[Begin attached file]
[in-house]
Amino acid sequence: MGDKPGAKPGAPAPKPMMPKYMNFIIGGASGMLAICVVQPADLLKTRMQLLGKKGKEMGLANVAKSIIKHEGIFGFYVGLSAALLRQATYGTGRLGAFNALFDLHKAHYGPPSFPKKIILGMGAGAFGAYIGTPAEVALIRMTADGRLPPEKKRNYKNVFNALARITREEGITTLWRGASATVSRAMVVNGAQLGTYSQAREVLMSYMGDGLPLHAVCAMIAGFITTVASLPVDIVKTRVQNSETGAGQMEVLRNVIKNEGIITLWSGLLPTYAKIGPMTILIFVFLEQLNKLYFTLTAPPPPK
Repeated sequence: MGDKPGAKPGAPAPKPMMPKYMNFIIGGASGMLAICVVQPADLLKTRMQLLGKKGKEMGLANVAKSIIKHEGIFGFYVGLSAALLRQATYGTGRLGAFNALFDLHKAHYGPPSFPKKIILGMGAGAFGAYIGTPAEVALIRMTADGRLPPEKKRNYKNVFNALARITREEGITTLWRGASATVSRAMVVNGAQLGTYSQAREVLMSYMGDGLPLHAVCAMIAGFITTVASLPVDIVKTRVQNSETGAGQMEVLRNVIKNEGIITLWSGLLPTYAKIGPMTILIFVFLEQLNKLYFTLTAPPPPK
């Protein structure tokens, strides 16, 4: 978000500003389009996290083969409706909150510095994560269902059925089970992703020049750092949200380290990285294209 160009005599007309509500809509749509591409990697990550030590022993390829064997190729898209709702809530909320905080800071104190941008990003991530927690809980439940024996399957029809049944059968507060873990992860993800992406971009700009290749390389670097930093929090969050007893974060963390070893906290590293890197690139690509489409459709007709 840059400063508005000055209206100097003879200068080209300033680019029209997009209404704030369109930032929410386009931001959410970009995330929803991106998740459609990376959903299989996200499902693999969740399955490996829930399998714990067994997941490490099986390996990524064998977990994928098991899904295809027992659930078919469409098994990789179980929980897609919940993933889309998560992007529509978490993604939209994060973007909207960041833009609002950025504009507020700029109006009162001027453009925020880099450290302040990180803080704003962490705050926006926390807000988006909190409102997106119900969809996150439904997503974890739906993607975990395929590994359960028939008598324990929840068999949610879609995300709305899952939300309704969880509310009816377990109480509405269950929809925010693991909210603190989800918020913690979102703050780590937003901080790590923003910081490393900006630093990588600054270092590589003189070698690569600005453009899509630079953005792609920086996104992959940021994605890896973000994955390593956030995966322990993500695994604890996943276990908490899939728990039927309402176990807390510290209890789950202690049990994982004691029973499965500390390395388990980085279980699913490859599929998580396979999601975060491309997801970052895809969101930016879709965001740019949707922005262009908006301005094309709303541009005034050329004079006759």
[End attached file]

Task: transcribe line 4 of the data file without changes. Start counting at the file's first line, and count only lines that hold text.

């Protein structure tokens, strides 16, 4: 978000500003389009996290083969409706909150510095994560269902059925089970992703020049750092949200380290990285294209 160009005599007309509500809509749509591409990697990550030590022993390829064997190729898209709702809530909320905080800071104190941008990003991530927690809980439940024996399957029809049944059968507060873990992860993800992406971009700009290749390389670097930093929090969050007893974060963390070893906290590293890197690139690509489409459709007709 840059400063508005000055209206100097003879200068080209300033680019029209997009209404704030369109930032929410386009931001959410970009995330929803991106998740459609990376959903299989996200499902693999969740399955490996829930399998714990067994997941490490099986390996990524064998977990994928098991899904295809027992659930078919469409098994990789179980929980897609919940993933889309998560992007529509978490993604939209994060973007909207960041833009609002950025504009507020700029109006009162001027453009925020880099450290302040990180803080704003962490705050926006926390807000988006909190409102997106119900969809996150439904997503974890739906993607975990395929590994359960028939008598324990929840068999949610879609995300709305899952939300309704969880509310009816377990109480509405269950929809925010693991909210603190989800918020913690979102703050780590937003901080790590923003910081490393900006630093990588600054270092590589003189070698690569600005453009899509630079953005792609920086996104992959940021994605890896973000994955390593956030995966322990993500695994604890996943276990908490899939728990039927309402176990807390510290209890789950202690049990994982004691029973499965500390390395388990980085279980699913490859599929998580396979999601975060491309997801970052895809969101930016879709965001740019949707922005262009908006301005094309709303541009005034050329004079006759």